When we’ve been asked on a couple of different occasions why we started Wings Over Scotland, we’ve always given the same reply – to ask (and thereby try to answer) the questions that the Scottish media was dismally failing to ask on our behalf. It would be hard to illustrate that failure with a better example than what happened yesterday.
We’re not even talking about the bog-standard factory-default Unionist bias that’s seen not a single newspaper today depicting the launch of “United With Labour” as a “split” in the anti-independence movement – after a year of leaping on every single policy difference or minor spat between members of the Yes campaign as evidence of “chaos” and “turmoil” – despite the news/comedy value of an organisation devoted to “unity” and “togetherness” breaking into splinter groups just months into its existence.
We refer to something much more fundamental – basic journalistic competence.
Every newspaper and online news site covered the launch in some depth. Scotland Tonight devoted most of last night’s edition to the event, including an interview with UWL’s (apparent) figurehead Gordon Brown by an uncharacteristically toothless Bernard Ponsonby. But none of them asked a single one of the questions that would have been scrawled right at the top of any modestly capable 20-year-old media-studies graduate’s clipboard. Staggeringly obvious questions like these:
1. Is Labour still part of the “Better Together” campaign?
2. If so, which personnel are attached to which campaign? Which one is Johann Lamont, say, in? Why wasn’t Alistair Darling, high-profile chairman of the No camp, present yesterday when every other senior Scottish Labour figure was?
(If everyone in Labour is working with both campaigns, what purpose does “United With Labour” serve? How can it disassociate the party from its “Better Together” allies if everyone in UWL is also working for BT?)
3. Is “United With Labour” a separate political body registered with the Electoral Commission? If so, who are its officers, and why doesn’t it have a web page, Facebook page or Twitter account? How can it be contacted?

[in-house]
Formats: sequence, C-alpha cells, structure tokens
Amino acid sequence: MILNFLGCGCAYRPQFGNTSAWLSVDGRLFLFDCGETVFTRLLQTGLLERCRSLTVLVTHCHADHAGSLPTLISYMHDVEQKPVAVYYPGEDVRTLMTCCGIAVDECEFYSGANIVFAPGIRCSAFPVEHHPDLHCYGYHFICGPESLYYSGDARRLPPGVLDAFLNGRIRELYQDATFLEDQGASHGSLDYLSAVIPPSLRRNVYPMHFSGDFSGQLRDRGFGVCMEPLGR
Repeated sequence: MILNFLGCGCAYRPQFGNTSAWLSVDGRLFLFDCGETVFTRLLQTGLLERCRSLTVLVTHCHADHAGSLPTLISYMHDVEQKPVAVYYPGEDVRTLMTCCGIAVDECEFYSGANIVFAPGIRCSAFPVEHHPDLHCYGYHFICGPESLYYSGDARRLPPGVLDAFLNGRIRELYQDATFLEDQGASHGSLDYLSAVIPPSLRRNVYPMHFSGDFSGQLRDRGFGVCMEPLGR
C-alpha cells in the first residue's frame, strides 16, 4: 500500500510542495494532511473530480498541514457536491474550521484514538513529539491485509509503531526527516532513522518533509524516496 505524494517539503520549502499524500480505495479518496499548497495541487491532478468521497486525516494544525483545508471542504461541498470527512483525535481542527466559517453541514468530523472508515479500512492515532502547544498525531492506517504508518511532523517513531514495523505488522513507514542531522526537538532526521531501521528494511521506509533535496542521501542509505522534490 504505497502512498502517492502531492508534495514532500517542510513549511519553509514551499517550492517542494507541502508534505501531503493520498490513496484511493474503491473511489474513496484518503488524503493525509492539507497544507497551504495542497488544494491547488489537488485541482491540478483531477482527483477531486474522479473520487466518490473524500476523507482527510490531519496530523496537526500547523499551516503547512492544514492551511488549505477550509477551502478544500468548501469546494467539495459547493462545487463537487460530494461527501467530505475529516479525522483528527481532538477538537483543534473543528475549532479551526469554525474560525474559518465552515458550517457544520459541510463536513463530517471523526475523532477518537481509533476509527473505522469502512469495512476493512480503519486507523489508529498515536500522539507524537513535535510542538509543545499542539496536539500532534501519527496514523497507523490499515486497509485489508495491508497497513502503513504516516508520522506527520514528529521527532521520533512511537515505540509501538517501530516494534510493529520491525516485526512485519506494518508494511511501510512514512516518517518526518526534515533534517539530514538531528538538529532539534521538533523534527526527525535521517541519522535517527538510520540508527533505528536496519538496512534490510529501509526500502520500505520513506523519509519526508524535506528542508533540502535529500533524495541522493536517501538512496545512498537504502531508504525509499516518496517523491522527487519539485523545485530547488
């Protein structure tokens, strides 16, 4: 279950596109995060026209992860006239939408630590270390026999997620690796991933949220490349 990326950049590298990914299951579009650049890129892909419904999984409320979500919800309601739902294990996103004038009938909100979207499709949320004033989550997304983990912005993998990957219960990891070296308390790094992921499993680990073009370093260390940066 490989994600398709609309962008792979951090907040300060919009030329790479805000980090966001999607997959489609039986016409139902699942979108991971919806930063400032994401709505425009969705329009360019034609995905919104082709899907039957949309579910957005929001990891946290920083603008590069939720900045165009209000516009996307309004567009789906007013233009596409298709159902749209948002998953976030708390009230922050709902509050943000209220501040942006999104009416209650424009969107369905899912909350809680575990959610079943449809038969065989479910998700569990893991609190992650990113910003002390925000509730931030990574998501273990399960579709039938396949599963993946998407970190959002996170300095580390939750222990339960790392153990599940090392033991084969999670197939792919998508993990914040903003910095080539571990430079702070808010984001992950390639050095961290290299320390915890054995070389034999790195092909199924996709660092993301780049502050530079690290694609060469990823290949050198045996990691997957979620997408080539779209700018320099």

(Readers can fill in their own “cost of a stamp”/”dialling code” joke here.)
4. Assuming the answer to (3) is “yes”, what is UWL’s legal status with regard to campaign expenditure? Will it be subject to the £834,000 limit for Labour, or the £150,000 limit for “other registered campaigners”?
5. How is any such expenditure by UWL to be funded? Will it receive money from “Better Together”, or are its costs being borne solely by the Labour Party? Is it accepting contributions from the public, and if so what address should they be sent to? Will any such donations be publicly declared?
We’ll spare you the other 495 questions. You get the idea. But every professional news journalist in Scotland should be hanging their head in shame this morning.
(We’ve asked some of these questions ourselves to the likes of Johann Lamont and Margaret Curran, but have received no response, nor do we expect to. Unlike the BBC, STV, Scotsman, Herald, Record, Sun et al, we didn’t have the opportunity of a face-to-face meeting with the participants at the event.)
The failure to treat the Yes and No sides with any sort of equality or balance is one we’re used to by now. But the absence of even a token pretence of proper scrutiny is an embarrassment not just to the journalism trade, but to Scotland as a country. If this is the best the nation’s proud fourth estate can offer, they should follow the apparent example of the “Better Together” chairman and step aside.